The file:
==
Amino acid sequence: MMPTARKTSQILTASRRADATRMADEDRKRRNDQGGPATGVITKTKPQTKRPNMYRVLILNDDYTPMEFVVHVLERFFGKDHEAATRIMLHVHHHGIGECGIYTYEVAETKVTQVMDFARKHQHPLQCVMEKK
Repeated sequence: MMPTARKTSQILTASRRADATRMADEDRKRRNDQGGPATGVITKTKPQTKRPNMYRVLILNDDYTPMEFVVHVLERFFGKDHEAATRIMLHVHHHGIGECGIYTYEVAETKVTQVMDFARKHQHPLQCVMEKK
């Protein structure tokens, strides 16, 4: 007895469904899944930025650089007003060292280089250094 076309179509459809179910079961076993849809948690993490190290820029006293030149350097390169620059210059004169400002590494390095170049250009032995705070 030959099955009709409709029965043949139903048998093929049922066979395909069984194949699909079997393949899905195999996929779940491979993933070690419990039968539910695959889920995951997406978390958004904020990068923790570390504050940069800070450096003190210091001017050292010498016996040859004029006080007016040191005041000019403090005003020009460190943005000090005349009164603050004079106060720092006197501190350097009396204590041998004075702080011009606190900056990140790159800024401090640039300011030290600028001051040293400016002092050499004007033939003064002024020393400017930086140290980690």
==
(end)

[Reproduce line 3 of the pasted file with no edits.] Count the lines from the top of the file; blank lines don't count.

């Protein structure tokens, strides 16, 4: 007895469904899944930025650089007003060292280089250094 076309179509459809179910079961076993849809948690993490190290820029006293030149350097390169620059210059004169400002590494390095170049250009032995705070 030959099955009709409709029965043949139903048998093929049922066979395909069984194949699909079997393949899905195999996929779940491979993933070690419990039968539910695959889920995951997406978390958004904020990068923790570390504050940069800070450096003190210091001017050292010498016996040859004029006080007016040191005041000019403090005003020009460190943005000090005349009164603050004079106060720092006197501190350097009396204590041998004075702080011009606190900056990140790159800024401090640039300011030290600028001051040293400016002092050499004007033939003064002024020393400017930086140290980690």